SIDE HUSTLE

Kate NV

Illustration by

Kate NV

Ekaterina Shilonosova, also known as Kate NV, is a musician, performer and producer from Moscow., whose third LP Room For The Moon came out this year to critical acclaim. Here, she tells Hook about a past job, and how it influenced the music video for Lu Na—along with the sketches that inspired it.

This is a story about my first and the only office job I had in my whole entire life.

 

It was 2011, I had just moved to Moscow, it was terribly dark and dull October (Moscow standard, but I did not know about it then). I really needed money to pay rent, and I was desperately trying to find a job. I just graduated from the Architecture University, but I had no experience so it was pretty hard to find anything where they pay you at least something. Out of despair (and after 1.5 months of searching), I decided to get a job at some weird architectural bureau, which had a mall and a garage as recent projects. I had a trial period of 2 weeks, and I had to work on the drawings of the garage. This was the time when I started drinking energy drinks instead of tea just to cheer myself up (until my teeth began to grind) and I also started crying at home in the evenings because I felt like I was doing some kind of garbage.

 

One day I got out of the subway after a very long day at work, and just burst into tears, standing right in the mud. I was crying and thinking that I just want a simple job but with a good salary. I could not even imagine what kind of work it would be, since the desire was too fantastically impudent so I decided to leave the specifics to the discretion of the universe. A couple of days later I met up with friends and one of them told me that he got an easy job as a cameraman where he was paid a lot, in fact, for setting up a camera on a tripod to record other people's meetings.

 

I certainly got a hint of fate and I asked if they needed an extra camera man. My friend said that they needed editors and asked me if I could do that. i said “of cooouuurse!" I want to note that I have never ever lied so brazenly in my life before. and at the same time you can assess the level of my despair and unwillingness to return to designing a garage being in a dark office.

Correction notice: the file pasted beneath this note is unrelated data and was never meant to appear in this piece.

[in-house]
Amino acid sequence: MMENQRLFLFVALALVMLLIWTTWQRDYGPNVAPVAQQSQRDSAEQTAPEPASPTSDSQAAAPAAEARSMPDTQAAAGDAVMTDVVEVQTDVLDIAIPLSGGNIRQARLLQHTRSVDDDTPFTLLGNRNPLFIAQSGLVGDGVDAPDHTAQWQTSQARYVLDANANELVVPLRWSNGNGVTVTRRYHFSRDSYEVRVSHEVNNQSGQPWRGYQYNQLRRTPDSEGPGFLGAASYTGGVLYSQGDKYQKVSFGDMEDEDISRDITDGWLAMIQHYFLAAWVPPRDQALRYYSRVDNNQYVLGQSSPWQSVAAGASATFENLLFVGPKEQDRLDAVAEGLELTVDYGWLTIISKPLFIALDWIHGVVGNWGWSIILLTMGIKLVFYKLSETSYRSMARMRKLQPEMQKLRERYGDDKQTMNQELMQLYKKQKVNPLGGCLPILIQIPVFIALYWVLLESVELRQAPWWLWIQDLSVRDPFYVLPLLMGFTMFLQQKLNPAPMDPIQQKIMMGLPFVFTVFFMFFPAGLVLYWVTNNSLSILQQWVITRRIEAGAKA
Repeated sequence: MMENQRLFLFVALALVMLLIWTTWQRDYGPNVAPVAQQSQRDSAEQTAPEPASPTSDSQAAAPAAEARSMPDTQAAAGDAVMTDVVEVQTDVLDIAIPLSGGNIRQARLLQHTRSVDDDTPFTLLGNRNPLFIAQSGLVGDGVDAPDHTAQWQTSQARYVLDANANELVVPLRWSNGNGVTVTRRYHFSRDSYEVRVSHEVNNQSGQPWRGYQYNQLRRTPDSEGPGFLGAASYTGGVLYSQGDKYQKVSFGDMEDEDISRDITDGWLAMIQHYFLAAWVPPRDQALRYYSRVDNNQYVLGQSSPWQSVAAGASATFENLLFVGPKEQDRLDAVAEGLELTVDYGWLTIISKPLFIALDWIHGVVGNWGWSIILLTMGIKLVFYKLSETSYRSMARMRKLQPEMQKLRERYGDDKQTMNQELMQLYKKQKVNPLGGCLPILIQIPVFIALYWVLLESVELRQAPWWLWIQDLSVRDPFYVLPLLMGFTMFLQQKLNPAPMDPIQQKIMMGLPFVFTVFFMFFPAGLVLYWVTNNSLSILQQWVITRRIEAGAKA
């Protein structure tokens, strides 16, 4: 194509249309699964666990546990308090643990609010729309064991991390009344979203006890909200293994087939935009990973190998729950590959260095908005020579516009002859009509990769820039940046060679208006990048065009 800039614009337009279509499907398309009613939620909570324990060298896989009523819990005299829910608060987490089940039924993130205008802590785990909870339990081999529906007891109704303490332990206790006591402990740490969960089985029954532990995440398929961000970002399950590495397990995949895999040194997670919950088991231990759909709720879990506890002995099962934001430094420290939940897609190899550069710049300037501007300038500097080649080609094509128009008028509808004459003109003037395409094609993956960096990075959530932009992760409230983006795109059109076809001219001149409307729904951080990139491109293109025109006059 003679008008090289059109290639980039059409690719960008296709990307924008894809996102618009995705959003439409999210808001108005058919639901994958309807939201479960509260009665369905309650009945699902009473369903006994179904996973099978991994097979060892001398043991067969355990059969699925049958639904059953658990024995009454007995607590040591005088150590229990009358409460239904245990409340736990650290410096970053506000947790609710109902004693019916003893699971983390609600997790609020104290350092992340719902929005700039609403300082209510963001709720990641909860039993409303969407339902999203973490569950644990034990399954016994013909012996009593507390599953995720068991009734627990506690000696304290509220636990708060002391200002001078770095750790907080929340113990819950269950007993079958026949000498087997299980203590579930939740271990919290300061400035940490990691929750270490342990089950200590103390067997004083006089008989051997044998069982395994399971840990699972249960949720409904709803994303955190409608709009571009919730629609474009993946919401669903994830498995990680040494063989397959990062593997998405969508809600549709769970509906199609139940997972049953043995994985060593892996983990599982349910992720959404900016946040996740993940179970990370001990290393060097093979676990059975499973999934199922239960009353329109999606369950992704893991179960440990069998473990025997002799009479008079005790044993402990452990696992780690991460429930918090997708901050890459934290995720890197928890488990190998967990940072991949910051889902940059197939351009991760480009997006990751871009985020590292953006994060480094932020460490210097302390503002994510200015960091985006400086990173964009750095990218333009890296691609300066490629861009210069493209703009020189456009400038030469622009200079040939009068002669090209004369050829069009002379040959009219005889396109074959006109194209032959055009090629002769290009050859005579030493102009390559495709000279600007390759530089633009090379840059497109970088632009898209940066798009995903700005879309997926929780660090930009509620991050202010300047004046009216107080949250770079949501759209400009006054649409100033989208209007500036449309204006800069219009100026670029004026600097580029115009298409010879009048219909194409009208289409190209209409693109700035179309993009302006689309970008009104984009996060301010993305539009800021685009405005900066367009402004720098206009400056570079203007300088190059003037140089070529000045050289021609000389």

Short story behind this job: Moscow developer decided to run a blog about his business on YouTube. Sounds pretty normal now, but 10 years ago it was crazy, especially if you are one of the richest people in the country. So he hired a video team to film all the videos of the meetings related to his business and construction of the skyscraper (that’s where the office was). All I knew was that they had iMacs there so my friend and I thought they were using Final Cut. So I spent the whole weekend on YouTube, watching tutorials and it seemed to me that I had prepared quite well.

 

It was pretty funny to come to the office the next day and hear from the chief editor "The latest version of Final Cut is awful and we're working in Adobe premiere." I didn’t even know how it looked like. I was horrified so I immediately began to sweat. The situation was aggravated by the fact that there was a second person applying for my place, who was clearly more qualified and he was not upset by this news. Those days I did not have a smartphone plus the office was an open space and everyone saw what you had on your huge screen, so there was absolutely no opportunity to open Google and start searching. They gave me some footage, and in a few hours I somehow edited it. It seems to me that I have never sweated so much in my life.